Without even realizing it, your startup was likely conducting performance reviews and employee check-ins on a daily basis when it first got off the ground. When you only had a few employees, grabbing coffee with your product development assistant or discussing social media over lunch with your marketing guru were simple, organic methods of taking company and employee temperatures. Now that you're working with an entire product development team and have marketing professionals seated on every floor of your office, it can be far more difficult to pencil in the one-on-one face time with every worker under your supervision. Nonetheless, it's vital that you make space in your busy schedule to do so. Not only are performance reviews a great way to check that people are still happy and excited to come to work each morning, but they also foster that sense of community your startup doesn't want to abandon.
When conducting performance reviews while attempting to preserve a startup vibe, approach employee issues as if they're something to be worked on, not simply discarded. Be clear with workers about what may need to change, but remember to present criticism in a constructive and collaborative frame.
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Get everyone involved in giving back
Corporate culture used to be relegated to the innards of glossy skyscrapers, but more companies than ever before are getting involved with their local communities in the hopes of connecting with people and making a positive impact. As your startup grows, be mindful of the ways in which your city helped support your vision – and get the entire office involved in returning the favor. Not only is involving your business in volunteer work a great way to exemplify its core values, it's also a fun and rewarding way to work in some team bonding. Plus, as Business News Daily explained, today's in-demand professionals are more concerned with corporate responsibility than workers of the past. To attract top talent, you need to show that you're a top-tier business.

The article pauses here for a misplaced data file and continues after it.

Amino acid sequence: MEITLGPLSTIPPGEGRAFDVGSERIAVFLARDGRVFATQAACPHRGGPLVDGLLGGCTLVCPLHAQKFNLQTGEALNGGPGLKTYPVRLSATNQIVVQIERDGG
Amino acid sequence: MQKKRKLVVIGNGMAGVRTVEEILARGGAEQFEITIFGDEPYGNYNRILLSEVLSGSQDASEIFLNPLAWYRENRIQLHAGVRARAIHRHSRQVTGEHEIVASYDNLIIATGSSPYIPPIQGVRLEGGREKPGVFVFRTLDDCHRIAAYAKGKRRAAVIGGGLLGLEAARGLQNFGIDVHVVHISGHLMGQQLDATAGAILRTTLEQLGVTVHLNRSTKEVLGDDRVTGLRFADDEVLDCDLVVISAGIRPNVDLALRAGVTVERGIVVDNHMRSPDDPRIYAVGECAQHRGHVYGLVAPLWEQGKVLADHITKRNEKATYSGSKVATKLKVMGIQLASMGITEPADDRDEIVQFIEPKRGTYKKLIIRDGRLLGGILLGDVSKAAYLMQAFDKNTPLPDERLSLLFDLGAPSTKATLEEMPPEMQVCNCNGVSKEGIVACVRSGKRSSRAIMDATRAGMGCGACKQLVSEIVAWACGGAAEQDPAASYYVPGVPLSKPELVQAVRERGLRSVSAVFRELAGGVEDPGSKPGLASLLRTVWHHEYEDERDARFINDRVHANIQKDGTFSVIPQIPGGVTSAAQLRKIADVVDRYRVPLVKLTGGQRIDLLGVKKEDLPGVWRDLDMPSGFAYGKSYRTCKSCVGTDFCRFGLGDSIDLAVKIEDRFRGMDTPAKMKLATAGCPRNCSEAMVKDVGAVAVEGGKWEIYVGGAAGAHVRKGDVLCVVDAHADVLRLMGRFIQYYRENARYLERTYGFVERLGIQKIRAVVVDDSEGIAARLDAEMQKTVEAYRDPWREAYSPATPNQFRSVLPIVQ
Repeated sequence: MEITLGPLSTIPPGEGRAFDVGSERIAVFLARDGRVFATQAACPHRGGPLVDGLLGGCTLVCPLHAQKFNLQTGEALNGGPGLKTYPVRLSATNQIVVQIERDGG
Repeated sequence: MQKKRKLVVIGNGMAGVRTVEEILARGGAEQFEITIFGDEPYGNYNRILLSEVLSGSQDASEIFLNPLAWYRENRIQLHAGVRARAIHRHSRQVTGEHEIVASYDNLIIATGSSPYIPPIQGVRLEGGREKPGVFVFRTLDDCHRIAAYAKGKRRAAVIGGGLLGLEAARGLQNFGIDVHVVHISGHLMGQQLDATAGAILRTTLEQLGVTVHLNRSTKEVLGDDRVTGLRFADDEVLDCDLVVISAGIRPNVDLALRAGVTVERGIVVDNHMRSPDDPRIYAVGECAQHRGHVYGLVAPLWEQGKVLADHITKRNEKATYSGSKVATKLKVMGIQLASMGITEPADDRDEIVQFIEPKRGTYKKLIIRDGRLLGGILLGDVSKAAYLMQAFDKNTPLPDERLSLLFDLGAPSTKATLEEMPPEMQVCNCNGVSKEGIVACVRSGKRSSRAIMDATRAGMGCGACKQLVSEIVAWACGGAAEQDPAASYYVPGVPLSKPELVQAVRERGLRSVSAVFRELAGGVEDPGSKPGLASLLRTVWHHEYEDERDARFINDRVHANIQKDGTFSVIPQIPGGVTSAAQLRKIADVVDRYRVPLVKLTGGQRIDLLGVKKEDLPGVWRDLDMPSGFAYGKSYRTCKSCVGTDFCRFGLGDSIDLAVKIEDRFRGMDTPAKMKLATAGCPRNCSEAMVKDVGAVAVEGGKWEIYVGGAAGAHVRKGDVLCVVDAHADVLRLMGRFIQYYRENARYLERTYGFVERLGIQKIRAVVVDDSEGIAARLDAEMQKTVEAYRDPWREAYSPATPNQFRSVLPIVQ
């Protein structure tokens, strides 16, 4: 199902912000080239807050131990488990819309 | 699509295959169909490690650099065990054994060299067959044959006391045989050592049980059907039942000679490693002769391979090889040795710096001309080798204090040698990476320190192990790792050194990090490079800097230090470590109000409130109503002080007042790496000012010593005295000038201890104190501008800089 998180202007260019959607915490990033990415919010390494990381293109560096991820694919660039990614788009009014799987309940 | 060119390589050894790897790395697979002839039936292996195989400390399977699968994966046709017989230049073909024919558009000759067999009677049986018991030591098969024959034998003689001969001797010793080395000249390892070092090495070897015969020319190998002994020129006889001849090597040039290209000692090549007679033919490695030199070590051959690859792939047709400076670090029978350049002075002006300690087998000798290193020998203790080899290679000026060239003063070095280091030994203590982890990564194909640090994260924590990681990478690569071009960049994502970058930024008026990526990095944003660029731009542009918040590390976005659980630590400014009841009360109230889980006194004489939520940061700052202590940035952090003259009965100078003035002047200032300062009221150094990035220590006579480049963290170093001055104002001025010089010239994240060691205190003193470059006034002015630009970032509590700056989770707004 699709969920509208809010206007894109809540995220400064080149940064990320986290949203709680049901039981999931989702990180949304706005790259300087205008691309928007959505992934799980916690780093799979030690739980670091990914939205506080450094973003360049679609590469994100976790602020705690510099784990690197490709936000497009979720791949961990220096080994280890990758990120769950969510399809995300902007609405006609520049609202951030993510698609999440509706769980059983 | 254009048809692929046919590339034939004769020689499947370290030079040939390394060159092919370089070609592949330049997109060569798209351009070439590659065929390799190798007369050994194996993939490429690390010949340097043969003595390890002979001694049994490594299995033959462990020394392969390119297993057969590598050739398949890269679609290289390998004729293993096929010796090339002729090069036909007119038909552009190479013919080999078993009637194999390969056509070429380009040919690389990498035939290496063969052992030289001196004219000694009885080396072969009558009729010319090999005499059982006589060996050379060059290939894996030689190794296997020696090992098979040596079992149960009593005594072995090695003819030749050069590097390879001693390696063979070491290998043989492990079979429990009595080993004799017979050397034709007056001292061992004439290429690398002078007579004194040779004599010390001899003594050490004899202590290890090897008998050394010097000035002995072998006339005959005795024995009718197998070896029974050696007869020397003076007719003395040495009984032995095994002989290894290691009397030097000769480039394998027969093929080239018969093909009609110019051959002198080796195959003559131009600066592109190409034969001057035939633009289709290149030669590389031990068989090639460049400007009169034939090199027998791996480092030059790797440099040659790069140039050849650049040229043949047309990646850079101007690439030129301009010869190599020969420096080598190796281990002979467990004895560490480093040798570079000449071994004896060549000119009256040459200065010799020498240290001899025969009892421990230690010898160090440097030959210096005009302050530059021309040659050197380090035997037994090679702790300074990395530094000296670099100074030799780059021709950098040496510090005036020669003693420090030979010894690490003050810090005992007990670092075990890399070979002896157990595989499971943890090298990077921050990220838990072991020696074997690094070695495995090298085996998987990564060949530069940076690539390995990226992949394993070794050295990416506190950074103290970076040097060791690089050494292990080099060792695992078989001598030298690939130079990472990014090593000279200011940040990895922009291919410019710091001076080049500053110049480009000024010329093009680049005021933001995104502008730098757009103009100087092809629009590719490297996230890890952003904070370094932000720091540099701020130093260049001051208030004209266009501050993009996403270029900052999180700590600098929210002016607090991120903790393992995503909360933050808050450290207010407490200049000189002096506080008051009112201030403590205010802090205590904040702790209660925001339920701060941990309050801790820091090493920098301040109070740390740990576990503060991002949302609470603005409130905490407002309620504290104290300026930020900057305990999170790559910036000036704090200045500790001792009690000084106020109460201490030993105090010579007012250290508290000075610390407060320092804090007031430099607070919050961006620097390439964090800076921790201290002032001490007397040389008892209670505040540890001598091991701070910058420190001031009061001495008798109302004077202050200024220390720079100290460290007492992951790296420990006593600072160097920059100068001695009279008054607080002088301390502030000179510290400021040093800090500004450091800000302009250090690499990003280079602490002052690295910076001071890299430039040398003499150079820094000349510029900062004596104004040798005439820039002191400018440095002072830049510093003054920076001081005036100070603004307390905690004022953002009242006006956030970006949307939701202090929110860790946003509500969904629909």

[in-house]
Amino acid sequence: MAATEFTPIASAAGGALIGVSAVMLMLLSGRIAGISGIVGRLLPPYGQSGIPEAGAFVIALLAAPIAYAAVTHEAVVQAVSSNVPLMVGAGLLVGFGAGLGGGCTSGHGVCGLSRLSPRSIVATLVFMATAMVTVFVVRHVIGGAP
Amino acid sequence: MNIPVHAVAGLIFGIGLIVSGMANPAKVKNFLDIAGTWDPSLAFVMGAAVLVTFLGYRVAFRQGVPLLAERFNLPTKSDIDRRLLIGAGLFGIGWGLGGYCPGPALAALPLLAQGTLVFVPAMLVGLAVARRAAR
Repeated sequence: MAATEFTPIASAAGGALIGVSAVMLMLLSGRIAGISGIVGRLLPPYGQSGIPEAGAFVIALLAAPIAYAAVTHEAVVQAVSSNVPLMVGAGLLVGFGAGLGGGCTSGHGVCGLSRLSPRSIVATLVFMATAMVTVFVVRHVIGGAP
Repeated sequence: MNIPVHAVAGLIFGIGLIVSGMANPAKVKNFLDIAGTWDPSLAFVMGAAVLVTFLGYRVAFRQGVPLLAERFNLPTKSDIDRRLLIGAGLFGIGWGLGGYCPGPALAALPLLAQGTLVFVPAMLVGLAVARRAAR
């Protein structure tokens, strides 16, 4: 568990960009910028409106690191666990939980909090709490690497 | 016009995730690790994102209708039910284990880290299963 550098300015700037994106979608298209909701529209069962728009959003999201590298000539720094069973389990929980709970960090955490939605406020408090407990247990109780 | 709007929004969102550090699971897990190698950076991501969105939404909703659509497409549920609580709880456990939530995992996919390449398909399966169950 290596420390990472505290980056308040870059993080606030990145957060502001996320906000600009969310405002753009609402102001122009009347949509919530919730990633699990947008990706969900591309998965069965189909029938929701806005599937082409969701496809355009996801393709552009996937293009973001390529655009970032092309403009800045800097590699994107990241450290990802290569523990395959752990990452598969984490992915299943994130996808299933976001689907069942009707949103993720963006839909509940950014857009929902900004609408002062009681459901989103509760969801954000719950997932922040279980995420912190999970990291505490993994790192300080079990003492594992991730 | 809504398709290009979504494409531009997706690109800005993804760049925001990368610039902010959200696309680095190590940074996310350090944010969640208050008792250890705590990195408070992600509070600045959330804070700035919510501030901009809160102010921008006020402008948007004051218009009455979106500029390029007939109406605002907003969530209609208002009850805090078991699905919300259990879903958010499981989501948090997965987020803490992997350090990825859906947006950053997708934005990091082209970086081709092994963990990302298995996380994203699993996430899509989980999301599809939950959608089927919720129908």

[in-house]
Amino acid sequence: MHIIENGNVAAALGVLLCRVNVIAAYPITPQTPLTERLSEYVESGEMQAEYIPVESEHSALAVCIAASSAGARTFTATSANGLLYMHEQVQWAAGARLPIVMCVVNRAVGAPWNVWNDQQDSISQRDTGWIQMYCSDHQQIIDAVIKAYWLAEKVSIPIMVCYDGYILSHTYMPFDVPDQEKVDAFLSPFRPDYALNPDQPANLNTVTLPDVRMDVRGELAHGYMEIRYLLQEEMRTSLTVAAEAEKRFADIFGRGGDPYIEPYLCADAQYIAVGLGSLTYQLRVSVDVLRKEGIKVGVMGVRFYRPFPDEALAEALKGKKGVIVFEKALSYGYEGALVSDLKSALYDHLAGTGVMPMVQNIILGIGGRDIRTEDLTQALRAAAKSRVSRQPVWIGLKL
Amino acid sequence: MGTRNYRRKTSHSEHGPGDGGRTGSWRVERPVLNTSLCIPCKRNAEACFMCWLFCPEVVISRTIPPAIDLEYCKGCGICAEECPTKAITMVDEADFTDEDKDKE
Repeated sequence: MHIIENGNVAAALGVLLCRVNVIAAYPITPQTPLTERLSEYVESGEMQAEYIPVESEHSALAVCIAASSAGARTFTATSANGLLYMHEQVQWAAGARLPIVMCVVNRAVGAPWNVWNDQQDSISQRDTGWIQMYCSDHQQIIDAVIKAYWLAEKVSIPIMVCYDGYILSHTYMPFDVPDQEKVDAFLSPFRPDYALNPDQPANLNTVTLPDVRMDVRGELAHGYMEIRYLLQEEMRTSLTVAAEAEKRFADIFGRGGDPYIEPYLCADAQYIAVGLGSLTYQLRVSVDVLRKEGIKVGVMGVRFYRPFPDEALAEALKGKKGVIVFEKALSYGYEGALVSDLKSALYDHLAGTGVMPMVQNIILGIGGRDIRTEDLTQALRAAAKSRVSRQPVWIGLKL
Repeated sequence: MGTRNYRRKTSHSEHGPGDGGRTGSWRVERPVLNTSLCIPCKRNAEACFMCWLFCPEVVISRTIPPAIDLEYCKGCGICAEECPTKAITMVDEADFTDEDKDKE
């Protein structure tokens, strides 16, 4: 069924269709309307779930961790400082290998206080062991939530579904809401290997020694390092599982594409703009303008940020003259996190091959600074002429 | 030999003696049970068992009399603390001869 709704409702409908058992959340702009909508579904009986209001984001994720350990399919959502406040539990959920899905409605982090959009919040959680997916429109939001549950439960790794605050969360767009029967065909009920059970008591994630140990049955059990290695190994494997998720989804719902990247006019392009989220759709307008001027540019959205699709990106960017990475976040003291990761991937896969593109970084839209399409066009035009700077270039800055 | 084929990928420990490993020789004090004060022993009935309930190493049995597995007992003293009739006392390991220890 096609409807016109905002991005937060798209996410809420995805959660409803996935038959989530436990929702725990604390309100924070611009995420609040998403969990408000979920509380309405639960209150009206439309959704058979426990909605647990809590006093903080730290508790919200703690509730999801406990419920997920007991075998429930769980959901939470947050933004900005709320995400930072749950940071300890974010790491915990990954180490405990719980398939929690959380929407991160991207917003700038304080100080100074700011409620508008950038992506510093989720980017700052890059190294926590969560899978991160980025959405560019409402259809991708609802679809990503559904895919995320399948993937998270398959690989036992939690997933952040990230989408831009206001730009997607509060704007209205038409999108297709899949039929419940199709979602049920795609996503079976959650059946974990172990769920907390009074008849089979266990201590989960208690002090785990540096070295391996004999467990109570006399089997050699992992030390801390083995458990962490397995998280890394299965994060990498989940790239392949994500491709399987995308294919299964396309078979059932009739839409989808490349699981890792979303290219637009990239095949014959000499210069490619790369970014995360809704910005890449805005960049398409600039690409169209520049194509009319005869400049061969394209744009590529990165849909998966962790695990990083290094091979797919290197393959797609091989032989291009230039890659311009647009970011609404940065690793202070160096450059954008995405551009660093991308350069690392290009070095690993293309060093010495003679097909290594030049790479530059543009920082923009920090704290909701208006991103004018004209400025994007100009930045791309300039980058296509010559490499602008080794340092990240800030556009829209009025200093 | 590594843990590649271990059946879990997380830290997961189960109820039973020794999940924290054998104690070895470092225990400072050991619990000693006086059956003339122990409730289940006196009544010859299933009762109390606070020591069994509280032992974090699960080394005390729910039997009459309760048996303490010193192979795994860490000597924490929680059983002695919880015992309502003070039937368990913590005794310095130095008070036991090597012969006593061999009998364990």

Infuse your office with plenty of fun
If you take anything with you as you ascend beyond startup status, make sure that it's keeping your office a fun place to be. Forward-thinking companies have moved beyond the drab, cubicle-filled work areas of the past 50 years and into open, colorful, and many times unconventional spaces that offer their employees far more than just four walls and a water cooler. Major startups-turned-corporations like Google, Facebook, and Groupon have combined work with play at their offices, encouraging workers to take regular breaks, commune with one another, exercise their bodies and brains, work on collaborations, and remain after hours for socializing.
According to Forbes magazine, Google's out-of-the-ordinary amenities include an adult-sized slide that employees can use in lieu of the stairs, while Facebook offers workers a video game room. Groupon's space includes amusement park-style "themed rooms," including a tiki-inspired meeting area. Any way you can improve the quality of life in your office without detracting from productivity, go for it. Whether that means offering free lattes and donuts every morning or making your office 100 percent dog-friendly – or both – your employees will appreciate that you didn't abandon the down-to-earth community feeling most startups naturally possess.